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island of Capri

Capri (/kəˈpriː/; Italian pronunciation: [ˈkaːpri]) is an island located in the Tyrrhenian Sea off the Sorrentine Peninsula, on the south side of the Gulf of Naples in the Campania region of Italy.

The main town Capri that is located on the island shares the name. It has been a resort since the time of the Roman Republic. Some of the main features of the island include the following: the Marina Piccola (the little harbour), the Belvedere of Tragara (a high panoramic promenade lined with villas), the limestone crags called sea stacks that project above the sea (the Faraglioni), the town of Anacapri, the Blue Grotto (Grotta Azzurra), and the ruins of the Imperial Roman villas. Capri is part of the region of Campania, Province of Naples. The town of Capri is the island's main population centre. The island has two harbours, Marina Piccola and Marina Grande (the main port of the island). The separate comune of Anacapri is located high on the hills to the west.he etymology of the name Capri is unclear; it might either be traced back to the Ancient Greeks (Ancient Greek κάπρος kapros meaning "wild boar"), the first recorded colonists to populate the island. But it could also derive from Latin capreae (goats). Fossils of wild boars have been discovered, lending credence to the "kapros" etymology; on the other hand, the Romans called Capri "goat island". Finally, there is also the possibility that the name derives from an Etruscan word for "rocky", though any historical Etruscan rule of the island is disputed. Capri is a large, limestone and sandstone rock. The sides of the island are perpendicular cliffs and the surface of the island is composed of more cliffs. According to the Greek geographer Strabo, Capri was once part of the mainland. This has been confirmed by geological surveys and archaeological findings. The city has been inhabited since early times.

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Evidence of human settlement was discovered during the Roman era; according to Suetonius, when the foundations for the villa of Augustus were being excavated, giant bones and 'weapons of stone' were discovered. The emperor ordered these to be displayed in the garden of his main residence, the Sea Palace. Modern excavations have shown that human presence on the island can be dated to the Neolithic and the Bronze Age. Augustus developed Capri; he built temples, villas, aqueducts, and planted gardens so he could enjoy his private paradise. In his Aeneid, Virgil states that the island had been populated by the Greek people of Teleboi, coming from the Ionian Islands. Strabo says that "in ancient times in Capri there were two towns, later reduced to one." Tacitus records that there were twelve Imperial villas in Capri. Ruins of one at Tragara could still be seen in the 19th century. Augustus' successor Tiberius built a series of villas at Capri, the most famous of which is the Villa Jovis, one of the best-preserved Roman villas in Italy. In 27 AD, Tiberius permanently moved to Capri, running the Empire from there until his death in 37 AD. In 182 AD, Emperor Commodus banished his sister Lucilla to Capri. She was executed shortly afterwards. Read more on Wikipedia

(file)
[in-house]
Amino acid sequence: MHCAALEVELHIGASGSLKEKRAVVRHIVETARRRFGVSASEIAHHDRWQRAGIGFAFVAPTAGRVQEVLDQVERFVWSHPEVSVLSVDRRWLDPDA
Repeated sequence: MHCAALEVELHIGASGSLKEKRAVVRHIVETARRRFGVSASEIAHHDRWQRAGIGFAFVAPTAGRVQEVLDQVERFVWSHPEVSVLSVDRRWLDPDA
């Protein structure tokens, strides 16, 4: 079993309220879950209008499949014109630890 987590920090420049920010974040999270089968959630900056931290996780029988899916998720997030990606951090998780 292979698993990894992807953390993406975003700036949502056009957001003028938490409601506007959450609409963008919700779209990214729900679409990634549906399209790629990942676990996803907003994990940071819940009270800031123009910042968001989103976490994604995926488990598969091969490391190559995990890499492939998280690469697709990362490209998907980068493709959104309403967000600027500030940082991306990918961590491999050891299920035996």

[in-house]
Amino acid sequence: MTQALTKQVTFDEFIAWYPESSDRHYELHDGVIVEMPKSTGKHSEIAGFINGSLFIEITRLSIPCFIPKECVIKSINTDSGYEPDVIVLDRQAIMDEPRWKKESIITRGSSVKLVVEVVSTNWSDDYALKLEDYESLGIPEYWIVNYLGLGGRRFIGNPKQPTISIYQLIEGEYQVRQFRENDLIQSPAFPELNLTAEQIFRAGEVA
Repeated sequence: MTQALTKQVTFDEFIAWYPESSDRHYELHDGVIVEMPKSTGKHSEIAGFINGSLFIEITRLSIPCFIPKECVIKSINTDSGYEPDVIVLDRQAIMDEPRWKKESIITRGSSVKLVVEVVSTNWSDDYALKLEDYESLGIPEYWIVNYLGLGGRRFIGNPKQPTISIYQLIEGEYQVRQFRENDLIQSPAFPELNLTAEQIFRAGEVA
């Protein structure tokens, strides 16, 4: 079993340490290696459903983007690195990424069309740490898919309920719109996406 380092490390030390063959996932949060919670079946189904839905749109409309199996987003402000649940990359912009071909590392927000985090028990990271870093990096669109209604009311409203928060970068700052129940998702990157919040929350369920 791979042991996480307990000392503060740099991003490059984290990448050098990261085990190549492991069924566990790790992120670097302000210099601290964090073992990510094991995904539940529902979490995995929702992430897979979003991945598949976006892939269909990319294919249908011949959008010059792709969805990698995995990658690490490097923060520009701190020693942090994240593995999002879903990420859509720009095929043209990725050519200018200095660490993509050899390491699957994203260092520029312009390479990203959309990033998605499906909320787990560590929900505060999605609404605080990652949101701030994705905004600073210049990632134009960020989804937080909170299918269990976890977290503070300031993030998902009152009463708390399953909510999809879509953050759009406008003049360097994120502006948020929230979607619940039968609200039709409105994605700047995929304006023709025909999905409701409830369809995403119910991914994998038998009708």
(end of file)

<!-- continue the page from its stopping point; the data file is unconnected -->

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Blue Grotto

The Blue Grotto (Italian: Grotta Azzurra) is a sea cave on the coast of the island of Capri, southern Italy. Sunlight, passing through an underwater cavity and shining through the seawater, creates a blue reflection that illuminates the cavern. The cave extends some 50 metres into the cliff at the surface, and is about 150 metres deep, with a sandy bottom. The Blue Grotto is one of several sea caves, worldwide, that is flooded with a brilliant blue or emerald light. The quality and nature of the color in each cave is determined by the particular lighting conditions in that particular cave. In the case of the Blue Grotto, the light comes from two sources. One is a small hole in the cave wall, precisely at the waterline, that is a meter and half in diameter. This hole is barely large enough to admit a tiny rowboat, and is used as the entranceway. In photographs taken from within the cave, the above-water half of this hole appears as a spot of brilliant white light. The second source of light is a second hole, with a surface area about ten times as large as the first, which lies directly below the entranceway, separated from it by a bar of rock between one and two meters thick. Much less light, per square meter, is able to enter through the lower opening, but its large size ensures that it is, in practice, the primary source of light.

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